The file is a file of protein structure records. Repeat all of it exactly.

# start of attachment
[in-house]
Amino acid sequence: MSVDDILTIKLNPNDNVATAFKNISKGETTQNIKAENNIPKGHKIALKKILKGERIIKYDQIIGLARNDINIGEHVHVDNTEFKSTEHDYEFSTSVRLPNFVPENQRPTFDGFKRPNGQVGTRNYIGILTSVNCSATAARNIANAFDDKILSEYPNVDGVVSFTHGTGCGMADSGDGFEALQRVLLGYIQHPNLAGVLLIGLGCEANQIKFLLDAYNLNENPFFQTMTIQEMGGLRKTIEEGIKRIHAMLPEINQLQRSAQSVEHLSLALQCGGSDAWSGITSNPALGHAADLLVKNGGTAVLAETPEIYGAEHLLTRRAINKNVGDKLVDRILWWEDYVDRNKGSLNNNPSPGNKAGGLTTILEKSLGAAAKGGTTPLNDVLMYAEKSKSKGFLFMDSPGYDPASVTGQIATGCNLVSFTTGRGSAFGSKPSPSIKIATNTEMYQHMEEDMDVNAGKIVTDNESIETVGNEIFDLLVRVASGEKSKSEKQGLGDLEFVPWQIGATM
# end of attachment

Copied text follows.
[in-house]
Amino acid sequence: MSVDDILTIKLNPNDNVATAFKNISKGETTQNIKAENNIPKGHKIALKKILKGERIIKYDQIIGLARNDINIGEHVHVDNTEFKSTEHDYEFSTSVRLPNFVPENQRPTFDGFKRPNGQVGTRNYIGILTSVNCSATAARNIANAFDDKILSEYPNVDGVVSFTHGTGCGMADSGDGFEALQRVLLGYIQHPNLAGVLLIGLGCEANQIKFLLDAYNLNENPFFQTMTIQEMGGLRKTIEEGIKRIHAMLPEINQLQRSAQSVEHLSLALQCGGSDAWSGITSNPALGHAADLLVKNGGTAVLAETPEIYGAEHLLTRRAINKNVGDKLVDRILWWEDYVDRNKGSLNNNPSPGNKAGGLTTILEKSLGAAAKGGTTPLNDVLMYAEKSKSKGFLFMDSPGYDPASVTGQIATGCNLVSFTTGRGSAFGSKPSPSIKIATNTEMYQHMEEDMDVNAGKIVTDNESIETVGNEIFDLLVRVASGEKSKSEKQGLGDLEFVPWQIGATM